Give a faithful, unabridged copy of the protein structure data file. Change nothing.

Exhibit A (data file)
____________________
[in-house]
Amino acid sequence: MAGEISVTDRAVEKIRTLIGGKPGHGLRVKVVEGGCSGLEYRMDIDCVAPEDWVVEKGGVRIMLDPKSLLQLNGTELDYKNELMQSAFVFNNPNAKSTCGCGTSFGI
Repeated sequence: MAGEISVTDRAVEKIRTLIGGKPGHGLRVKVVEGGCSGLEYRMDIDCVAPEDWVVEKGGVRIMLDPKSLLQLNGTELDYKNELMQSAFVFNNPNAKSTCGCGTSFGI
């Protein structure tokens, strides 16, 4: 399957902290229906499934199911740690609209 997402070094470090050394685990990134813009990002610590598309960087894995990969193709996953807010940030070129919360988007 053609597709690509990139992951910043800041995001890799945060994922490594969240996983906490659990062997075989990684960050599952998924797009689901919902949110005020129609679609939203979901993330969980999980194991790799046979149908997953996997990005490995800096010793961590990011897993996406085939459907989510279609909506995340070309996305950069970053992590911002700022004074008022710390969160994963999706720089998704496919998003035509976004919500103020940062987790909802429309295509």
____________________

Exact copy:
[in-house]
Amino acid sequence: MAGEISVTDRAVEKIRTLIGGKPGHGLRVKVVEGGCSGLEYRMDIDCVAPEDWVVEKGGVRIMLDPKSLLQLNGTELDYKNELMQSAFVFNNPNAKSTCGCGTSFGI
Repeated sequence: MAGEISVTDRAVEKIRTLIGGKPGHGLRVKVVEGGCSGLEYRMDIDCVAPEDWVVEKGGVRIMLDPKSLLQLNGTELDYKNELMQSAFVFNNPNAKSTCGCGTSFGI
């Protein structure tokens, strides 16, 4: 399957902290229906499934199911740690609209 997402070094470090050394685990990134813009990002610590598309960087894995990969193709996953807010940030070129919360988007 053609597709690509990139992951910043800041995001890799945060994922490594969240996983906490659990062997075989990684960050599952998924797009689901919902949110005020129609679609939203979901993330969980999980194991790799046979149908997953996997990005490995800096010793961590990011897993996406085939459907989510279609909506995340070309996305950069970053992590911002700022004074008022710390969160994963999706720089998704496919998003035509976004919500103020940062987790909802429309295509």